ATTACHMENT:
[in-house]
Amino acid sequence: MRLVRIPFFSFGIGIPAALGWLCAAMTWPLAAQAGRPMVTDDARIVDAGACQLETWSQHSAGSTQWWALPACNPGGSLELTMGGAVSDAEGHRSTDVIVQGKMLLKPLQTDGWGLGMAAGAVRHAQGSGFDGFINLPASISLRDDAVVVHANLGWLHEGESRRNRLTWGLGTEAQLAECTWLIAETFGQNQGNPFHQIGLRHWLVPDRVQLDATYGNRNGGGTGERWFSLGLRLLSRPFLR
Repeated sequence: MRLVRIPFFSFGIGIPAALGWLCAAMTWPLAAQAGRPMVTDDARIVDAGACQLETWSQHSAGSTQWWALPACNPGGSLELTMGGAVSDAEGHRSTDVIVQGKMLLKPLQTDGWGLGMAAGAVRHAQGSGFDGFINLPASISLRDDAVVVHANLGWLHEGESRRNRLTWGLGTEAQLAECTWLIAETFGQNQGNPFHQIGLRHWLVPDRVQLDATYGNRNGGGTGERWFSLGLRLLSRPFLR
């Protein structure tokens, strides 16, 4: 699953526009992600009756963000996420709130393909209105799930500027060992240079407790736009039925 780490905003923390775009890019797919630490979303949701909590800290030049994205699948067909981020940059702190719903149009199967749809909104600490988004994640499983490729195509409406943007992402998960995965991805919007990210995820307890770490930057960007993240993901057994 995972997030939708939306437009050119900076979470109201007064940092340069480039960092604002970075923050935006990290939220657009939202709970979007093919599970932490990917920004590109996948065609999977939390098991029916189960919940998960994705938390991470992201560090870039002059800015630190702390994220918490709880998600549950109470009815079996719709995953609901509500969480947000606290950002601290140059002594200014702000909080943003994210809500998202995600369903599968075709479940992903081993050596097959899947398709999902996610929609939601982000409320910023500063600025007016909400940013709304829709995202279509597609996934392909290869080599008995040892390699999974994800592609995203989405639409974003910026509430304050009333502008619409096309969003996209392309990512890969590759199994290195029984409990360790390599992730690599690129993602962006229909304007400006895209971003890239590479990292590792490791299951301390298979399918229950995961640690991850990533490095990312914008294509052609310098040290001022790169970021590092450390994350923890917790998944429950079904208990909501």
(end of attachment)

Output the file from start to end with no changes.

[in-house]
Amino acid sequence: MRLVRIPFFSFGIGIPAALGWLCAAMTWPLAAQAGRPMVTDDARIVDAGACQLETWSQHSAGSTQWWALPACNPGGSLELTMGGAVSDAEGHRSTDVIVQGKMLLKPLQTDGWGLGMAAGAVRHAQGSGFDGFINLPASISLRDDAVVVHANLGWLHEGESRRNRLTWGLGTEAQLAECTWLIAETFGQNQGNPFHQIGLRHWLVPDRVQLDATYGNRNGGGTGERWFSLGLRLLSRPFLR
Repeated sequence: MRLVRIPFFSFGIGIPAALGWLCAAMTWPLAAQAGRPMVTDDARIVDAGACQLETWSQHSAGSTQWWALPACNPGGSLELTMGGAVSDAEGHRSTDVIVQGKMLLKPLQTDGWGLGMAAGAVRHAQGSGFDGFINLPASISLRDDAVVVHANLGWLHEGESRRNRLTWGLGTEAQLAECTWLIAETFGQNQGNPFHQIGLRHWLVPDRVQLDATYGNRNGGGTGERWFSLGLRLLSRPFLR
């Protein structure tokens, strides 16, 4: 699953526009992600009756963000996420709130393909209105799930500027060992240079407790736009039925 780490905003923390775009890019797919630490979303949701909590800290030049994205699948067909981020940059702190719903149009199967749809909104600490988004994640499983490729195509409406943007992402998960995965991805919007990210995820307890770490930057960007993240993901057994 995972997030939708939306437009050119900076979470109201007064940092340069480039960092604002970075923050935006990290939220657009939202709970979007093919599970932490990917920004590109996948065609999977939390098991029916189960919940998960994705938390991470992201560090870039002059800015630190702390994220918490709880998600549950109470009815079996719709995953609901509500969480947000606290950002601290140059002594200014702000909080943003994210809500998202995600369903599968075709479940992903081993050596097959899947398709999902996610929609939601982000409320910023500063600025007016909400940013709304829709995202279509597609996934392909290869080599008995040892390699999974994800592609995203989405639409974003910026509430304050009333502008619409096309969003996209392309990512890969590759199994290195029984409990360790390599992730690599690129993602962006229909304007400006895209971003890239590479990292590792490791299951301390298979399918229950995961640690991850990533490095990312914008294509052609310098040290001022790169970021590092450390994350923890917790998944429950079904208990909501």